Italian farmers go sour on Europe

After living a fairy-tale life of subsidies and cosy government protection for the past 15 years, Italy's dairy farmers have suddenly come face-to-face with the reality of European integration - and they don't like it one bit.

Since 1982 they have been ignoring milk-production quotas imposed by Brussels and getting Rome to pick up the tab for fines they incur. But with monetary union just around the corner and Italy desperate to clean up its act so it can join the single currency on time, the tables have turned against them.

A few days ago the country's 105,000 farmers were told they would have to pay their own fines for 1996 - some 370bn lire (pounds 150m) - and would be expected to stick to European production limits. The result has been a revolt, with tractors out on the roads and farmers threatening a French- style blockade of Italy's main cities. In Milan, the tractors have cut off access to Linate airport, forcing passengers to drag their luggage several hundred metres on foot.

Much of the anger has focused on the same government that bailed the farmers out for years. Umberto Bossi's Northern League has muscled in on the act, portraying the stand-off as a conflict between honest farmers and heartless bureaucrats, as has the far-right opposition National Alliance.

The saga stretches back to 1982, when Rome first fell out with the European Commission on milk production. The Commission, seeking to curb over-production, set one quota and Rome, worried about its dwindling agricultural sector, unilaterally set another - thus sparking a "milk war" that lasted more than 10 years.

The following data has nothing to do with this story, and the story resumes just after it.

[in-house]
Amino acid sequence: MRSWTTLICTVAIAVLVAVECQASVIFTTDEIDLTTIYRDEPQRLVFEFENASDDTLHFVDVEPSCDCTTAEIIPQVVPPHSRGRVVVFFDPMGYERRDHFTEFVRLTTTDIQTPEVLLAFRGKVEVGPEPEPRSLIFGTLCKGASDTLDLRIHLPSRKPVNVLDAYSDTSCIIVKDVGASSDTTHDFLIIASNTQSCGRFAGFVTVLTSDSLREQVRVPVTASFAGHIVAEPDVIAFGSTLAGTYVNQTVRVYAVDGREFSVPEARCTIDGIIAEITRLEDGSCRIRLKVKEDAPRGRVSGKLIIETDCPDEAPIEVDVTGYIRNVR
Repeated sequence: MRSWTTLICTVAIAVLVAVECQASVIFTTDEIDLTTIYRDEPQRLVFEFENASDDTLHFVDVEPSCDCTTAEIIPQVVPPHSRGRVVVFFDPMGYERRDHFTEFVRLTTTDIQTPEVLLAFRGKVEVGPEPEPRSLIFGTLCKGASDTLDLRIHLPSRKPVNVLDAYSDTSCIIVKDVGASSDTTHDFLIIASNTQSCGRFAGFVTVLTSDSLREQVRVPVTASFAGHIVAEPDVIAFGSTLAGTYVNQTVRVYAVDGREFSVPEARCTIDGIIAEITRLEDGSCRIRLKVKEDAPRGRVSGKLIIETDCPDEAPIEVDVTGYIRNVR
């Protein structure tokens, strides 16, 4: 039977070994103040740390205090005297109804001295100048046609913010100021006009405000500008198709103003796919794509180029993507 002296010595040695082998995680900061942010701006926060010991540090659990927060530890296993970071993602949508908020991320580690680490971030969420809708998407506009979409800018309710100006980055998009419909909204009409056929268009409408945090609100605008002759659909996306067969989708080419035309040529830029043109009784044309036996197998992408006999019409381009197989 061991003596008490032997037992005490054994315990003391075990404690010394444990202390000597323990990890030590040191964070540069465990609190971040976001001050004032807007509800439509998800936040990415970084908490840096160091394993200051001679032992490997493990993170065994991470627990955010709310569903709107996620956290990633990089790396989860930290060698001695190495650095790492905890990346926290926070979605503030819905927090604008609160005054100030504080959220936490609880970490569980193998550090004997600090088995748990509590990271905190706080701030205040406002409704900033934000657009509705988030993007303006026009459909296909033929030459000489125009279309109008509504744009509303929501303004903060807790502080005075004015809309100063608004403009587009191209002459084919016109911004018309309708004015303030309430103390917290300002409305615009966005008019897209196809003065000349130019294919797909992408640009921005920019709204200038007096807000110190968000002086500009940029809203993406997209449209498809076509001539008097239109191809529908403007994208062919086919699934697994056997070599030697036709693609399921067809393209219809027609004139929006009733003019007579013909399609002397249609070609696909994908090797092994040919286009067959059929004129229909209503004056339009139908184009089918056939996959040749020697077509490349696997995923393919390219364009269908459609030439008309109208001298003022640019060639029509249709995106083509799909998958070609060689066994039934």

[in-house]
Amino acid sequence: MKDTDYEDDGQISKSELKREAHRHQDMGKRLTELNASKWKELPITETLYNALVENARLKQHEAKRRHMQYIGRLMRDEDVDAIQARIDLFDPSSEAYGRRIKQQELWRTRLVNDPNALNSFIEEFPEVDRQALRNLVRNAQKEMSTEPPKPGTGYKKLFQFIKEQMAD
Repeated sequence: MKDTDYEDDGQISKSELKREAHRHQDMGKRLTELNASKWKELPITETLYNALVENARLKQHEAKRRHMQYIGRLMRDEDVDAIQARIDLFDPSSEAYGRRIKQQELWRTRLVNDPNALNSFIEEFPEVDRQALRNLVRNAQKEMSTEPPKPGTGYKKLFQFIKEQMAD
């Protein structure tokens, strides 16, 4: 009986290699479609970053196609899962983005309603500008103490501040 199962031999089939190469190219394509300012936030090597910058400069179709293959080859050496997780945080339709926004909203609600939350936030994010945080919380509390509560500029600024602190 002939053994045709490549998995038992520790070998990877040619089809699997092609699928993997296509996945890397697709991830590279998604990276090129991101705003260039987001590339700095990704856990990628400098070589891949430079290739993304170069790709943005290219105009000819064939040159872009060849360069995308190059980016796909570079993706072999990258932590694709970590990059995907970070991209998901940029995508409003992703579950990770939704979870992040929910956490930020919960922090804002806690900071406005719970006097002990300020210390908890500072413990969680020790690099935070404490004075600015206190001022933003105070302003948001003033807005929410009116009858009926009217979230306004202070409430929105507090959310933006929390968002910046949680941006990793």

Periodically there were attempts to resolve the crisis, but the result was always an excess of Italian milk production and a flurry of fines that the government invariably chose to pay itself. It was an unrealistic situation, but one that the farmers became comfortable with.

As the commentator Giorgio Bocca wrote this week: "Farmers got the idea that the European Community was itself one enormous cow for the milking."

Since the protests began last week, the centre-left government led by Romano Prodi has been pulled in both directions at once.

It is desperate to clear one of the worst blots in its European copybook and relieve the public finances of a burden it can no longer afford. But the last thing it wants at a time of Maastricht-imposed austerity is a widespread outpouring of anti-European bile.

Its answer has thus been to plead in Brussels on the farmers' behalf. Yesterday the Agriculture Minister, Michele Pinto, asked his European partners for a more generous quota, pointing out that under the present regime Italy would have to import more than 40 per cent of its milk. Today Mr Prodi will meet the farmers to explain the sudden reverse in their fortunes. The farmers themselves, though, are in no mood to be fobbed off with lessons in the hard economic truth. Yesterday the tractors were still out at Linate and more protests have been threatened if they do not quickly get their way.

Start your day with The Independent, sign up for daily news emails
Voices
voices
News
general electionThis quiz matches undecided voters with the best party for them
Arts and Entertainment
Keira Knightley and Matthew Macfadyen starred in the big screen adaptation of Austen's novel in 2005
tvStar says studios are forcing actors to get buff for period roles
News
Prince William and his wife Catherine, Duchess of Cambridge show their newly-born daughter, their second child, to the media outside the Lindo Wing at St Mary's Hospital in central London, on 2 May 2015.
news
Have you tried new the Independent Digital Edition apps?
ebooks
ebooksA celebration of British elections
  • Get to the point
Latest stories from i100
Have you tried new the Independent Digital Edition apps?